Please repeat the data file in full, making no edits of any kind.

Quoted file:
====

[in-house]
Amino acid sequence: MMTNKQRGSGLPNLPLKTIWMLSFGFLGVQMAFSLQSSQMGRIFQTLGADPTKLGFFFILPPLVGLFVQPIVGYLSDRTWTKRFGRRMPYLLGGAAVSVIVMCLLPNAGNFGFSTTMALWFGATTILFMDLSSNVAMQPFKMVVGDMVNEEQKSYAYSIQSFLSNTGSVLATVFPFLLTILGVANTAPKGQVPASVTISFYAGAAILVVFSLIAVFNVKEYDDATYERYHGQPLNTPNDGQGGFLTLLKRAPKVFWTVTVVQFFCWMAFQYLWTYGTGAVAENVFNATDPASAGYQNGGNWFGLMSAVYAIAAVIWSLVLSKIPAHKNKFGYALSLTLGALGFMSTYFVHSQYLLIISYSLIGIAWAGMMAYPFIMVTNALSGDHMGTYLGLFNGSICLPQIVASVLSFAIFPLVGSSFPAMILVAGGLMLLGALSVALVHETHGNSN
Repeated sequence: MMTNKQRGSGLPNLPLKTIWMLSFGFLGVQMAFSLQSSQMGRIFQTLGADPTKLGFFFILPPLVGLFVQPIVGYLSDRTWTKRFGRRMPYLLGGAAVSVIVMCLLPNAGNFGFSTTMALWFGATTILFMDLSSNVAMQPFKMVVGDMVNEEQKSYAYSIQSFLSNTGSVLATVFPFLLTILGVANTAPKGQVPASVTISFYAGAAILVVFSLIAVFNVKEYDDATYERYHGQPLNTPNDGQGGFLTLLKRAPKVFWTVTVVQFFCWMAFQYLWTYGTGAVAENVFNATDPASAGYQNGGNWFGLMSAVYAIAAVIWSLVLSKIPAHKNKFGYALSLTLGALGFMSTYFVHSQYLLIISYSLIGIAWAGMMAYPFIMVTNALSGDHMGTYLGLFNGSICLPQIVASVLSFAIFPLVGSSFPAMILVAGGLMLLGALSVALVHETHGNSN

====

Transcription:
[in-house]
Amino acid sequence: MMTNKQRGSGLPNLPLKTIWMLSFGFLGVQMAFSLQSSQMGRIFQTLGADPTKLGFFFILPPLVGLFVQPIVGYLSDRTWTKRFGRRMPYLLGGAAVSVIVMCLLPNAGNFGFSTTMALWFGATTILFMDLSSNVAMQPFKMVVGDMVNEEQKSYAYSIQSFLSNTGSVLATVFPFLLTILGVANTAPKGQVPASVTISFYAGAAILVVFSLIAVFNVKEYDDATYERYHGQPLNTPNDGQGGFLTLLKRAPKVFWTVTVVQFFCWMAFQYLWTYGTGAVAENVFNATDPASAGYQNGGNWFGLMSAVYAIAAVIWSLVLSKIPAHKNKFGYALSLTLGALGFMSTYFVHSQYLLIISYSLIGIAWAGMMAYPFIMVTNALSGDHMGTYLGLFNGSICLPQIVASVLSFAIFPLVGSSFPAMILVAGGLMLLGALSVALVHETHGNSN
Repeated sequence: MMTNKQRGSGLPNLPLKTIWMLSFGFLGVQMAFSLQSSQMGRIFQTLGADPTKLGFFFILPPLVGLFVQPIVGYLSDRTWTKRFGRRMPYLLGGAAVSVIVMCLLPNAGNFGFSTTMALWFGATTILFMDLSSNVAMQPFKMVVGDMVNEEQKSYAYSIQSFLSNTGSVLATVFPFLLTILGVANTAPKGQVPASVTISFYAGAAILVVFSLIAVFNVKEYDDATYERYHGQPLNTPNDGQGGFLTLLKRAPKVFWTVTVVQFFCWMAFQYLWTYGTGAVAENVFNATDPASAGYQNGGNWFGLMSAVYAIAAVIWSLVLSKIPAHKNKFGYALSLTLGALGFMSTYFVHSQYLLIISYSLIGIAWAGMMAYPFIMVTNALSGDHMGTYLGLFNGSICLPQIVASVLSFAIFPLVGSSFPAMILVAGGLMLLGALSVALVHETHGNSN